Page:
Anas capensis 

The Cape Teal is a small, stocky duck with pale plumage and a mottled undercarriage. The nape is somewhat shaggy, the crown is high and the quite long, and to a certain extent, upturned bill in part give it quite a strange and characteristic appearance. The head, neck and underbelly are very light grey-yellow with several small, darker grey patches, these flourishes are larger and more visible on the chest and stomach. The upper feathers are dull brown with broad yellowish-brown edges. The rump, lower back and caudal feathers are yellowish with dark centres. The tail is dark grey with pale edges. Females have more subtle and rounded pectoral markings.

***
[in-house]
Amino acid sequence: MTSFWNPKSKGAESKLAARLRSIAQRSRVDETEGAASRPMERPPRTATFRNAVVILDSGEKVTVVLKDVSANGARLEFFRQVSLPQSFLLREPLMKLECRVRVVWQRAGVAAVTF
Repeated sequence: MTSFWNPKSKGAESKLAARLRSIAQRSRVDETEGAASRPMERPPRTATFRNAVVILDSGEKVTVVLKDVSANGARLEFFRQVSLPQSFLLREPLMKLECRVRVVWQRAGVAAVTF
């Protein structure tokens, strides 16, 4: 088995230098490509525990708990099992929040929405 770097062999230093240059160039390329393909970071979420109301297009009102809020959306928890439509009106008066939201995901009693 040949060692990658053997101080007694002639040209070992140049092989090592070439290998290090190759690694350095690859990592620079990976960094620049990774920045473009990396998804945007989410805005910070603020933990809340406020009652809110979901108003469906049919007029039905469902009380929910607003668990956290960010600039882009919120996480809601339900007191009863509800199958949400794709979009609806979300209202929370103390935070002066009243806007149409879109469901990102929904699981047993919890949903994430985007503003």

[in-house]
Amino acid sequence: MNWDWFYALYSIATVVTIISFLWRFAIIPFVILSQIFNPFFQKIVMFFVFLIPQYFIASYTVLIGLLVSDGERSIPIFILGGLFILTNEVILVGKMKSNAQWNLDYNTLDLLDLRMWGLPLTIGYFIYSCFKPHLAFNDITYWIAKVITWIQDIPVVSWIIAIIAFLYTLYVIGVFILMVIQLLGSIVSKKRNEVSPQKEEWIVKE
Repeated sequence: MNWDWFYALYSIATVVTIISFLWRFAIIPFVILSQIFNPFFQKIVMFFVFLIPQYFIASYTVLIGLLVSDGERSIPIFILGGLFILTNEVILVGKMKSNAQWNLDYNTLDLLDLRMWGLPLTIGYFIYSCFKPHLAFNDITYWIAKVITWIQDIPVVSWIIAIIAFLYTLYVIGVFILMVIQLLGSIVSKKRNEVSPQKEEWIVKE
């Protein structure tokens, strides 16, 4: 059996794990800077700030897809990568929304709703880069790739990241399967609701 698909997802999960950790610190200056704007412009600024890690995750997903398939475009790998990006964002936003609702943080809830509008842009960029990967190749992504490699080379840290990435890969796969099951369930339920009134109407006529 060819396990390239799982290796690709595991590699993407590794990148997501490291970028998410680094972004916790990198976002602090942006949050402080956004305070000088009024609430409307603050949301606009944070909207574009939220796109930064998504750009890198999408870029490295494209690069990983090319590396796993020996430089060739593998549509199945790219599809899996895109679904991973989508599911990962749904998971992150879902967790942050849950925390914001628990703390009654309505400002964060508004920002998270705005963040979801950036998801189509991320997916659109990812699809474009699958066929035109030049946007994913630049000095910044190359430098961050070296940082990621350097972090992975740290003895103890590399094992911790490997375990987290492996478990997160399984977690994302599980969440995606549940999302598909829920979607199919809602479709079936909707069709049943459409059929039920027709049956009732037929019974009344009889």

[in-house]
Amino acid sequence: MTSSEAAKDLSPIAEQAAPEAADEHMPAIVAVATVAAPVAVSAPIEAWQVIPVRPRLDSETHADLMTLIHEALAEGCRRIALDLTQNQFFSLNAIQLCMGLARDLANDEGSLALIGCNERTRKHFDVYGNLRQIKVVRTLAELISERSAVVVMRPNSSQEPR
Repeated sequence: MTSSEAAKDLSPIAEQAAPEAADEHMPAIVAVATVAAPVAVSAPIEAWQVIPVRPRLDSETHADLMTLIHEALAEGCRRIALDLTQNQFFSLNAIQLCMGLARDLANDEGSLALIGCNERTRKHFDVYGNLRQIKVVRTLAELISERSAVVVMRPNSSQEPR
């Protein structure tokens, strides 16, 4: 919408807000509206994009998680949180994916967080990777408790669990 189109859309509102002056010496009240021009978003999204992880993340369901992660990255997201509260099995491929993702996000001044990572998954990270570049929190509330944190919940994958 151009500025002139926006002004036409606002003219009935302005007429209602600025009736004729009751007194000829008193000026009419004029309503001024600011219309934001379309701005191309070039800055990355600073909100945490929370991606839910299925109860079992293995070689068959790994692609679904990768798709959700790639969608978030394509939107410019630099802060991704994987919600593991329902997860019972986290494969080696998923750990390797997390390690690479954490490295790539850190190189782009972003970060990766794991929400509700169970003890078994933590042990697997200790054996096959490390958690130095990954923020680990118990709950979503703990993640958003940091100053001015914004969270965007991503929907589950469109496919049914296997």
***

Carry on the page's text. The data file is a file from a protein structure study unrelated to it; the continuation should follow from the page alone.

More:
Cape ducks originate from the African continent south of the Sahara. Their distribution range starts from Ethiopia and Sudan and heads south to the Cape of Good Hope including Kenya, Tanzania, Mozambique and Angola.
Reproduction takes place almost every month of the year. The clutch comprises 7 to 8 cream coloured eggs that are incubated solely by the female for 24 to 25 days.